Key dates over December 1914
Lives lost on this day: 0
14th December 1914 - New facilities opened at Norton Barracks
Rolling casualty count: 551
1st Batt: La Gorgue: 24th Brigade became Corps Reserve. Battalion marched at noon to Estaires 2 miles and billeted (in a linen factory) on the northern outskirts of Estaires. Ready to move at ‘short notice’; 2nd Batt: Waiting to move at 1 hour’s notice; 3rd Batt: Locre: In billets.
Comforts for the Territorials: The Mayoress (Mrs HA Leicester), at the Guildhall this morning, had the satisfaction of witnessing a very generous response to her appeal for comforts for soldiers now in Worcester. Many parcels containing mufflers, mittens, etc were handed in, and a number of people gave contributions.
Motor Ambulances for Red Cross: Messrs. McNaught and Co., of the Tything, Worcester, have recently converted an 18 hp Austin private car into a four-stretcher ambulance for the British Red Cross Society. The car was given by a gentleman to the Society. The body has been removed, and the stretcher ambulance fixed on it. The ambulance is built to the standard model designed by an expert of the RAMC. It is beautifully sprung, so that it will travel with practically no vibration, and it is fitted up with all the regulation requirements. The car is now on view at the works. The firm have also built a number of horse-drawn four-stretcher field ambulances for the War Office.
The Dean of Worcester opened a new building, at Norton Barracks, to replace the YMCA tent, which had done such good service, and will be carried on under the auspices of the same Association. The building is a suitable wooden erection, with a tiled roof, well heated and lighted, and will serve as a capital reading and recreation room. The Dean announced that the cost of it was £350, beside which he had undertaken to provide a room at Sutton Vevey, for the 11th Worcesters, who would be camped there in huts after they left Worcester. With expenses connected with that building and the Shirehall recreation room, £170 was still needed to pay for what had been done, and he appealed for subscriptions. The room is admirably adapted for the purpose. There is a postal counter at one end, with a store room adjoining, and at the other a platform. Tables, chairs, and writing materials occupy the rest of the space, and writing materials are provided. The dimensions of the hut are 70 ft by 25ft. It is heated with stoves and lighted by gas. On Monday, when the opening ceremony took place, the room was decorated with the flags of the Allies, bunting, and evergreens, and on the platform were plants, lent by Mrs Kershaw of Wood Hall, and Mrs Graham, of the Orchards, Norton.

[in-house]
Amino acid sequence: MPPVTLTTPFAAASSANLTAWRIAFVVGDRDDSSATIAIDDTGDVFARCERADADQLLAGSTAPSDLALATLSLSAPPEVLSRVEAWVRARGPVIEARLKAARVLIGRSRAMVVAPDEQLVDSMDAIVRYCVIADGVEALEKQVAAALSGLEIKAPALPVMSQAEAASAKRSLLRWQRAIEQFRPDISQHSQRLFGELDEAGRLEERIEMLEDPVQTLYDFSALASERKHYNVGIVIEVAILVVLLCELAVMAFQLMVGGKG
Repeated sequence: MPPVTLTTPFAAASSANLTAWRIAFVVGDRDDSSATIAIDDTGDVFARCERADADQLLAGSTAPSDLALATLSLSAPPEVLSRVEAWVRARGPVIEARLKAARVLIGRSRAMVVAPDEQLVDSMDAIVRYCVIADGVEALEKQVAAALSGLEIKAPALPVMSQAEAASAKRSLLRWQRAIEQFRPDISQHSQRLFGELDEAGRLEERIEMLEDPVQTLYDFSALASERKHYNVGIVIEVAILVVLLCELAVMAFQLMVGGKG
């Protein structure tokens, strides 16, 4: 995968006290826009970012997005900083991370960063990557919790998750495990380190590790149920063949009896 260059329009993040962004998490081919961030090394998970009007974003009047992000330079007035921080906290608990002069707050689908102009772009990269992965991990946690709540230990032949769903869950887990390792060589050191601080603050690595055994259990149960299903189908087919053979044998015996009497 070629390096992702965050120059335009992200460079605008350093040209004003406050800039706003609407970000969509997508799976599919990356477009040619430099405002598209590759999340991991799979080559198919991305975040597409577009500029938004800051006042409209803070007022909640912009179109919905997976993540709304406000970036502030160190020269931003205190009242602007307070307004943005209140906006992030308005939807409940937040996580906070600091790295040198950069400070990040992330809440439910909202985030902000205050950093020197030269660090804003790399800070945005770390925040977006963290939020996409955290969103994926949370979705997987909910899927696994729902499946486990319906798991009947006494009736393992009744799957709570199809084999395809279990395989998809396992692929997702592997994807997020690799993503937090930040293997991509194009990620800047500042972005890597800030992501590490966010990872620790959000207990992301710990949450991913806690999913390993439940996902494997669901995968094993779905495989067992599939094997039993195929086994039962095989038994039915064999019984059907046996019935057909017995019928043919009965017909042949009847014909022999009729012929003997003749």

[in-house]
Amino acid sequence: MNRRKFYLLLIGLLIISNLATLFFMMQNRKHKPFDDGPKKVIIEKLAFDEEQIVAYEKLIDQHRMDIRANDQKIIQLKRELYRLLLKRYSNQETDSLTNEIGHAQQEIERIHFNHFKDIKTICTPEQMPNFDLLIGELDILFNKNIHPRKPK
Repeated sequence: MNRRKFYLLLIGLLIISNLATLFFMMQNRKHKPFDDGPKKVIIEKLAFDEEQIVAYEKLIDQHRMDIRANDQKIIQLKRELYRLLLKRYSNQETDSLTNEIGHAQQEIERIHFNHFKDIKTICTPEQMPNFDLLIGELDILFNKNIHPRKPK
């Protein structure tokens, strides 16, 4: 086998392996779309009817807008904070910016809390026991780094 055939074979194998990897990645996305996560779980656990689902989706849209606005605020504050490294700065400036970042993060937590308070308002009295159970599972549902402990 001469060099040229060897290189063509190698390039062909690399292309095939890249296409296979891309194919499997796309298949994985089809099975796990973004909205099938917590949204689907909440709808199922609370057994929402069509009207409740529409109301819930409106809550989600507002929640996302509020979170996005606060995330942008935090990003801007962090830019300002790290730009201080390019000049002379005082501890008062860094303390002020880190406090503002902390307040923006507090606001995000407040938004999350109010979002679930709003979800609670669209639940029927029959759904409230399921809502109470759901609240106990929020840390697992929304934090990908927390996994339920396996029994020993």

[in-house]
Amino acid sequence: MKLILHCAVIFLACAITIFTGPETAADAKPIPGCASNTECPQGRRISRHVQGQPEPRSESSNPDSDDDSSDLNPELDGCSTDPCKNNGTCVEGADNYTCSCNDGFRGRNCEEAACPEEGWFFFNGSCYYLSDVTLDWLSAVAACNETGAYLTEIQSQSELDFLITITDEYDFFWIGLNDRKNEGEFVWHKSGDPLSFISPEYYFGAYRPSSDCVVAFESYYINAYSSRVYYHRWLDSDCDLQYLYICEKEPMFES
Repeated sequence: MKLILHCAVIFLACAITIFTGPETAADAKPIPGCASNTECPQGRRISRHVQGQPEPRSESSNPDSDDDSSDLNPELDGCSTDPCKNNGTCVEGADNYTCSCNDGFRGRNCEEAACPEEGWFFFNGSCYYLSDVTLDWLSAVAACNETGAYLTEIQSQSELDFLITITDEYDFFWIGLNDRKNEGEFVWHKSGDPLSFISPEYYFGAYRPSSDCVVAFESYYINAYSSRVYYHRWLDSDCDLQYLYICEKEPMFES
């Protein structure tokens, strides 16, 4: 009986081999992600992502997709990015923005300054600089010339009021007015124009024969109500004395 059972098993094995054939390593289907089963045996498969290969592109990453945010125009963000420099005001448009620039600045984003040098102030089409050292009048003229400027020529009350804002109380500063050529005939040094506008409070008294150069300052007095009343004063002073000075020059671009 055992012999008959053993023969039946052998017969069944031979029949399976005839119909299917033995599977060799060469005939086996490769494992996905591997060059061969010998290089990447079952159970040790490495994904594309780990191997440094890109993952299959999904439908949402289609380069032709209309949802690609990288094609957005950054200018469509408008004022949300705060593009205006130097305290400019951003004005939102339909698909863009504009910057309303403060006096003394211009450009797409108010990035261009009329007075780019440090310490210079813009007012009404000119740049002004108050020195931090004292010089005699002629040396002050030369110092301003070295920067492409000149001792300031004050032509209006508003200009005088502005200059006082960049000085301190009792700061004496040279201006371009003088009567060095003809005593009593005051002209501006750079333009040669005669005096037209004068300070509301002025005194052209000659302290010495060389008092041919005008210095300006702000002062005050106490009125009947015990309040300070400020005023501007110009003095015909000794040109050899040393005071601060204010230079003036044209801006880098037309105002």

Worcesters and Jack Frost: Sgt HR Coward of the 1st Worcestershire Regt – a former Birmingham schoolboy, who recently returned from Egypt – writing to his father. “We have had our periods in the trenches, and at times it is hell. We are shelled about ten times each day, but we are well under cover, and they do very little damage. The Germans have some good snipers, and as soon as you pop your head up they have got you. We have had a few casualties, but very small under the conditions. Our only drawback is Jack Frost, and he has bitten us very badly. We get plenty of food, and our living is excellent under the circumstances, so we have nothing to grumble about.”
Information researched by Sue Redding
There were no casualties reported on this day.